Sensing depth in an image is not too dissimilar to sensing depth in a person, it all depends on where you’re standing. Perspective is everything and whilst we can all shoot the very same image from the same place, not all images give you a sense of actually being there. That is what I tried to achieve the other day at Portland. I only have one image to post, but it took several in order to make it. I applied a technique known as ficus stacking, whereby you take a series of images with differing focus points from the immediate foreground to the furthest reaches of infinity. This way, you overcome your cameras potential limitation in depth of field. Due to this image having a great amount of depth (distance between the immediate ledge and the sky), I wanted to ensure that everything was pin sharp and to accentuate the feeling of being there. Of course, I was helped along the way with an enormous amount of luck. This truly was one of the best sunsets I have ever witnessed and I was lucky enough to be there at the time. I also was joined by another photographer who spoke with a deep, Devon accent and due to this and the howling breeze, all of our conversations were broken and difficult. Still, I am happy with this image. It has something that I feel many of my images lack, the feeling of every dimension being realised. I hope you like.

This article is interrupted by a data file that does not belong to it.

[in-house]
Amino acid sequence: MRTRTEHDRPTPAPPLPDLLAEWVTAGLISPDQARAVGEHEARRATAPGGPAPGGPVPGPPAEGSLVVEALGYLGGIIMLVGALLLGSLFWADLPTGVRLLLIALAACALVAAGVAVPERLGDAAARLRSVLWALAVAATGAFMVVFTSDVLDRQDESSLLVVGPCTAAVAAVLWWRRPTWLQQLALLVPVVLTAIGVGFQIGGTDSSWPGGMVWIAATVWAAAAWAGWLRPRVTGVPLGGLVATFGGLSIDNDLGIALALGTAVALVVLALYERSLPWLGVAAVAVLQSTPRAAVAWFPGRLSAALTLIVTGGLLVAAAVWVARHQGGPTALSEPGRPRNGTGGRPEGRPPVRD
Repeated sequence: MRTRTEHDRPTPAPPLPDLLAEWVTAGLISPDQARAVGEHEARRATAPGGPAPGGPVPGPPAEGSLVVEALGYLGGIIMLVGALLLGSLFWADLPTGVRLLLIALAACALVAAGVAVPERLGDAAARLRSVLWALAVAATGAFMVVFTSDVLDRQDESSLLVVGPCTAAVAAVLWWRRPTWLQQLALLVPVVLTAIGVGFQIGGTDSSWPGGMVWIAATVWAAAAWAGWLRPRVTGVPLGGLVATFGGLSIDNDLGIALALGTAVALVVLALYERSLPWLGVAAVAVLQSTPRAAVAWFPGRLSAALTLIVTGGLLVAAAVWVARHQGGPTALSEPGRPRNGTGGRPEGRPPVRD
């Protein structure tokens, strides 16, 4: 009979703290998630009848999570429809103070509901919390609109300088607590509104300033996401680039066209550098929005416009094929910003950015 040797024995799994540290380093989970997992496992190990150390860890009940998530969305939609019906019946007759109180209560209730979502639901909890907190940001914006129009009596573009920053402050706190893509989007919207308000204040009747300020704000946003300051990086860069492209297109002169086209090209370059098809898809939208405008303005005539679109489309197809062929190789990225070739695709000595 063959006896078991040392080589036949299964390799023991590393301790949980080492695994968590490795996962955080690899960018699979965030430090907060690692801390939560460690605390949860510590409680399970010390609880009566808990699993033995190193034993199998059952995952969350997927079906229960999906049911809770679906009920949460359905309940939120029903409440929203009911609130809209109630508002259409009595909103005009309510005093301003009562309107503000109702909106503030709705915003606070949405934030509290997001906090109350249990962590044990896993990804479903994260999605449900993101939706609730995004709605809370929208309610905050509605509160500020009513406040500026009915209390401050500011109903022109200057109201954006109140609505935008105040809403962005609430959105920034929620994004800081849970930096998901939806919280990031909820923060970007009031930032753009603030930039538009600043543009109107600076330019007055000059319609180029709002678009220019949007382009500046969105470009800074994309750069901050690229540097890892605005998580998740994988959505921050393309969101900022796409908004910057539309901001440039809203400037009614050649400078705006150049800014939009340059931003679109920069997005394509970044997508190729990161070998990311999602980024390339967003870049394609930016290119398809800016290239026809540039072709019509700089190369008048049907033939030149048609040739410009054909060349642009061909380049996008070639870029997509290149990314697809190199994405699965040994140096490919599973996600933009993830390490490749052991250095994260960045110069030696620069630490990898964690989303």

The Narratographer: Photos
A Sense Of Depth by The Narratographer
Sensing depth in an image is not too dissimilar to sensing depth in a person, it all depends on where you’re standing. Perspective is everything and whilst we can all shoot the...